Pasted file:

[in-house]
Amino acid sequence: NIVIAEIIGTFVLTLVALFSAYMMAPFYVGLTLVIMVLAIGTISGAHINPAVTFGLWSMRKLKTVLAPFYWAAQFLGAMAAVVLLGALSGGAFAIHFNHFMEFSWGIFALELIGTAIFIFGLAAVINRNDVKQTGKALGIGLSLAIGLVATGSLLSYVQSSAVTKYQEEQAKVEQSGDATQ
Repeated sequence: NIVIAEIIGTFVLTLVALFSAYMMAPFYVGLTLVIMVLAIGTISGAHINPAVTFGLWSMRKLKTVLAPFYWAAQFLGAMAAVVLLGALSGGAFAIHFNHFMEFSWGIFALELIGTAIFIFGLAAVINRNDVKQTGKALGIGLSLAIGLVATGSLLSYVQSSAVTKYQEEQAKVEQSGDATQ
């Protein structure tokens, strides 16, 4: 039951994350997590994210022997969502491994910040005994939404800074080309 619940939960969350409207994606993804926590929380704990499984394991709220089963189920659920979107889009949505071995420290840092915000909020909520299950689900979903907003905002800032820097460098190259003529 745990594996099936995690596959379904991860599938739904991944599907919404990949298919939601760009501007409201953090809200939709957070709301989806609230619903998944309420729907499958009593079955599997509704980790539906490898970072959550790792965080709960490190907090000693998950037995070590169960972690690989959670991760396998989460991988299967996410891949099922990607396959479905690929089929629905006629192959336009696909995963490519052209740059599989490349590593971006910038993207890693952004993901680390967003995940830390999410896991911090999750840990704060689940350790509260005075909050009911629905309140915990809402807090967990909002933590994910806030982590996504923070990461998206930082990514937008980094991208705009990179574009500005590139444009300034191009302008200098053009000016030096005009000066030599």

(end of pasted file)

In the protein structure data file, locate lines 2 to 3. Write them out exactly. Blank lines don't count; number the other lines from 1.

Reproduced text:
Amino acid sequence: NIVIAEIIGTFVLTLVALFSAYMMAPFYVGLTLVIMVLAIGTISGAHINPAVTFGLWSMRKLKTVLAPFYWAAQFLGAMAAVVLLGALSGGAFAIHFNHFMEFSWGIFALELIGTAIFIFGLAAVINRNDVKQTGKALGIGLSLAIGLVATGSLLSYVQSSAVTKYQEEQAKVEQSGDATQ
Repeated sequence: NIVIAEIIGTFVLTLVALFSAYMMAPFYVGLTLVIMVLAIGTISGAHINPAVTFGLWSMRKLKTVLAPFYWAAQFLGAMAAVVLLGALSGGAFAIHFNHFMEFSWGIFALELIGTAIFIFGLAAVINRNDVKQTGKALGIGLSLAIGLVATGSLLSYVQSSAVTKYQEEQAKVEQSGDATQ